That was the scenario Sunday morning as forecasters at the National Hurricane Center watched four tropical weather systems in the Atlantic basin - a pair of minimal tropical storms, a dissipating tropical depression and another disturbance that could threaten the flood-weary Carolinas. There are no coastal watches or warnings in effect from that storm, which packs top sustained winds of 40 miles per hour. Strong upper-level winds are expected to diminish by Sunday or Monday, which could allow for some slow development of this system while it moves westward and then northwestward over the southwestern Atlantic Ocean.
Tropical Storm Kirk formed south of the Cabo Verde islands on Saturday.
Upper-level winds are expected to increase, limiting chances for additional development while the system moves near the southeastern US coast. "The global models show a notable increase in westerly shear when Kirk reaches the eastern Caribbean Sea in about 4 days, and that should cause weakening and possibly even dissipation by the end of the forecast period". The depression had been approaching the Lesser Antilles but thanks to hostile winds only a cyclonic wisp of clouds remained. After that time, with the development of the new low to the north, Leslie will likely move east until it becomes absorbed. Tropical-storm-force winds extend outward from the center up to 35 miles to the northwest. It gives that disturbance a 50 percent chance of developing in the next five days.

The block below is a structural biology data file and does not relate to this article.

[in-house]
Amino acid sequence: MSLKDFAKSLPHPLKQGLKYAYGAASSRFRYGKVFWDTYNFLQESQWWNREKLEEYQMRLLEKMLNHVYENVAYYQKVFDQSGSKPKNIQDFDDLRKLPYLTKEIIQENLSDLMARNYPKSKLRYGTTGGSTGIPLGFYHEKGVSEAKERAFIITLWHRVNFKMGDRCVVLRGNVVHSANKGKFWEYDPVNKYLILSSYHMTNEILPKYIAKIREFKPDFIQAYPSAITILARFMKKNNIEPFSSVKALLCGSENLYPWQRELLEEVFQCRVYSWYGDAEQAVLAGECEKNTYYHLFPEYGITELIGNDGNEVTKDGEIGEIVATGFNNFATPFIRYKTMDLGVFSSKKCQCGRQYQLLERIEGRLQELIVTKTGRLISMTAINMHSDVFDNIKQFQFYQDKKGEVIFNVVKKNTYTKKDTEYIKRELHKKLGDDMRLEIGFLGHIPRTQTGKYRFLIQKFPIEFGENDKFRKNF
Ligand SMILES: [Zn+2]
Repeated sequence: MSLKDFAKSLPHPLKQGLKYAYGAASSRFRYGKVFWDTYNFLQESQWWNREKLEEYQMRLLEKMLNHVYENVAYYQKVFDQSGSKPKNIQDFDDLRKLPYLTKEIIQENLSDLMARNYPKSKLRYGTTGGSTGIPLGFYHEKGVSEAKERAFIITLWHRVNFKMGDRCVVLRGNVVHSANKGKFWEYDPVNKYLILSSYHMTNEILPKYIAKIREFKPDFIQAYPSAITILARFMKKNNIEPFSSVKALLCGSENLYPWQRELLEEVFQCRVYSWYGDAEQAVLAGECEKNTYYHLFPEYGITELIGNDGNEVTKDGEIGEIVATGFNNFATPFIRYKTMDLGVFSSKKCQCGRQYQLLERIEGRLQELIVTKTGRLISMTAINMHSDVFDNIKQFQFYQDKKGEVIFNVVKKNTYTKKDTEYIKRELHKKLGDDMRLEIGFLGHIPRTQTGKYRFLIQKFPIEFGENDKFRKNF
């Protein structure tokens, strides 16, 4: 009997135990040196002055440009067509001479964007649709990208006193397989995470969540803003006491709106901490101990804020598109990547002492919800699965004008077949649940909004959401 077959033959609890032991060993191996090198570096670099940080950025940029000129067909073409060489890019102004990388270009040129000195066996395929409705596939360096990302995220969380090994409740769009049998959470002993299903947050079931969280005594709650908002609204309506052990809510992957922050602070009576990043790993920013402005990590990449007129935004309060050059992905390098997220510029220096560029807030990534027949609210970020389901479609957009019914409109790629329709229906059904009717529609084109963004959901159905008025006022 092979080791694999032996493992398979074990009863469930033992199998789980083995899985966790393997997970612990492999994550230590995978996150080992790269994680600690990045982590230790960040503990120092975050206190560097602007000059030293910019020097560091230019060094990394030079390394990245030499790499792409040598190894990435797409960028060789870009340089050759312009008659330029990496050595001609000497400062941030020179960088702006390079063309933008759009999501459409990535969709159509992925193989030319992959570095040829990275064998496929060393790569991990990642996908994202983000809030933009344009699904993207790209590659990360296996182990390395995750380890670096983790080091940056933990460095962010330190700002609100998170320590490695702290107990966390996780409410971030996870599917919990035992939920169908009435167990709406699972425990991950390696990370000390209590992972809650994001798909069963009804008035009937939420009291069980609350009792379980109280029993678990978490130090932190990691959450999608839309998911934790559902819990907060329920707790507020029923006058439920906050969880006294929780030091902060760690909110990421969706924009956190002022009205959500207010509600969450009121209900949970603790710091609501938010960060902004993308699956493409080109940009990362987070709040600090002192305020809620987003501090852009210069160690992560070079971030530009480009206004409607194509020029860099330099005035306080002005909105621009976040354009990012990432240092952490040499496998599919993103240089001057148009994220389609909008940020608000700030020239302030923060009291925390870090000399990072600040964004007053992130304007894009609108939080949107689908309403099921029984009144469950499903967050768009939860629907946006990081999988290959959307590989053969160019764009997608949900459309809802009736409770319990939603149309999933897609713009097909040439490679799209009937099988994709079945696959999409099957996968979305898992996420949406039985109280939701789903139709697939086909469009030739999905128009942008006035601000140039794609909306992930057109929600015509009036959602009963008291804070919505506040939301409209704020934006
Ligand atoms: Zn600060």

The other, located about 1,000 miles west-southwest of the Azores, has a 60 percent chance of formation.
Leslie, which has 40 mph winds, has changed little in strength over the past 24 hours, according to the NHC in its 5 a.m. update.